Alpha-Beta Technology Inc. is incorporating FDA suggestions intoits protocol for a Phase III trial of Betafectin PGG-glucan, andexpects shortly to begin the pivotal study for the prevention ofhospital-acquired infections.
The trial of the Worcester, Mass., company's lead product has beenanticipated since April 29, when Alpha-Beta presented positivePhase II trial results, which were questioned at the annual meeting ofthe Surgical Infection Society in Toronto. And on the followingMonday, May 2, when company officials said they were delaying thepivotal trial, Alpha-Beta stock dropped 42 percent, or $9, to $12.50per share.
"We stepped back and made sure we had a manufacturing processwe could take forward into Phase III, and into launch," said PaulBleicher, vice president of clinical affairs for Alpha-Beta. "Wealtered the process to optimize yield and purity."
Alpha-Beta also completed a study in healthy volunteers ofBetafectin produced through the new manufacturing process. Then itsent its suggested Phase III protocol to the FDA.
"We have found the FDA review to be very positive, veryconstructive," Bleicher told BioWorld. "They raised issues we agreewith and will incorporate into the trial. We have every expectationwe will be able to start the trial very soon."
Betafectin is a mutated derivative of the cell walls of yeast. Itattaches to the specific beta-glucan receptor on the surface of whiteblood cell macrophages (neutrophils and monocytes), enhancing theability of white blood cells to respond to pathogens.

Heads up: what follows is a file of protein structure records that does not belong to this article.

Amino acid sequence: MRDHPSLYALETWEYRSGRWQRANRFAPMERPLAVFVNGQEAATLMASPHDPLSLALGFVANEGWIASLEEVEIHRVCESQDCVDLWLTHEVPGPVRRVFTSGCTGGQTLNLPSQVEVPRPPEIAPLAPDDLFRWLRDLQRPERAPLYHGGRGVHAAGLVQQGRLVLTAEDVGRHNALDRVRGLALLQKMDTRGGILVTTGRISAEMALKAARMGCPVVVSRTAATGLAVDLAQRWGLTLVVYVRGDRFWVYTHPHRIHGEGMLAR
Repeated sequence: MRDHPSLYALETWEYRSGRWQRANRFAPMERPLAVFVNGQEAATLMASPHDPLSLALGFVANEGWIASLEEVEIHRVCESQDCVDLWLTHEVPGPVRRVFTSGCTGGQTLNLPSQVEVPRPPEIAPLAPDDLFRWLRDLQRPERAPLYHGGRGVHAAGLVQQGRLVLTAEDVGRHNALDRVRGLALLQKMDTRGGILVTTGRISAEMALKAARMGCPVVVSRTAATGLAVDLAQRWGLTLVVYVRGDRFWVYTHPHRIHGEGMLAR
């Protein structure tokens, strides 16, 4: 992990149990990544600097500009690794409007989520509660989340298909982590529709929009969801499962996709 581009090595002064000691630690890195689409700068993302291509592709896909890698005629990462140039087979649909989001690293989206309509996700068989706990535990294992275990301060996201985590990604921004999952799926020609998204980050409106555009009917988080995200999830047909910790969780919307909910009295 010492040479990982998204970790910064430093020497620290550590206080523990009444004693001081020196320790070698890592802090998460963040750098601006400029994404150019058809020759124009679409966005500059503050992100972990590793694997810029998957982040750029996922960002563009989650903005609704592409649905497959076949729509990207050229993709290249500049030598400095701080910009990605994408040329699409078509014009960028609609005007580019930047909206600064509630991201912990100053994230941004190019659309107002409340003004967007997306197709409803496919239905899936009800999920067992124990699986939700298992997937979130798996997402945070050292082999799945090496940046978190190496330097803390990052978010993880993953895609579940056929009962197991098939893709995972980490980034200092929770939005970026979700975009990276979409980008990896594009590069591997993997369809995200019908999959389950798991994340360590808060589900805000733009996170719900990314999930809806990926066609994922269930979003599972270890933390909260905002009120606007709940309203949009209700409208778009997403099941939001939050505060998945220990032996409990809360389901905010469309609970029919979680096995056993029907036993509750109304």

The drug, a carbohydrate polymer, is used as an adjunct toantibiotics, the standard treatment for hospital-acquired infections.Even with antibiotics, 30 to 40 percent of patients undergoing opengastrointestinal surgeries get infections, Bleicher said.
He said 900-plus patients are expected to be enrolled at about 30sites in the U.S., but those numbers could change depending on thefinal protocol. The trial will have three arms _ .5 mg/kg, 1 mg/kgand placebo. Patients will receive an intravenous infusion ofBetafectin before surgery, after surgery and at days two and four.There also is a 30-day follow-up period.
"The FDA has helped us identify infections which are serious, so theendpoint will be the incidence of those serious infections," Bleichersaid. Secondary endpoints include hospital length of stay, intensivecare unit (ICU) stay and antibiotic usage.
Betafectin reduced infections and ICU and hospital stay in smallerPhase II studies.
In one study of 13 placebo subjects, five sustained 22 infectiousepisodes, requiring an average of 3.3 days in intensive care. Five of17 Betafectin subjects had eight infections, which were less severethan those in the placebo group, and averaged 0.1 days in ICU.Betafectin patients spent an average of 12 days in the hospital aftersurgery while those who were given placebos spent 17 days.
Bleicher said it should take about a year after the trial approval toenroll patients.
Alpha-Beta's stock, hit hard after the trial delay announcement inMay, gained 20 percent, or $1.75, to $10.50 in trading Thursday,after the company's news that it is incorporating FDA comments intoits protocol. The stock (NASDAQ:ABTI) fell $1.25 Tuesday, closingat $9.50. n
-- Jim Shrine
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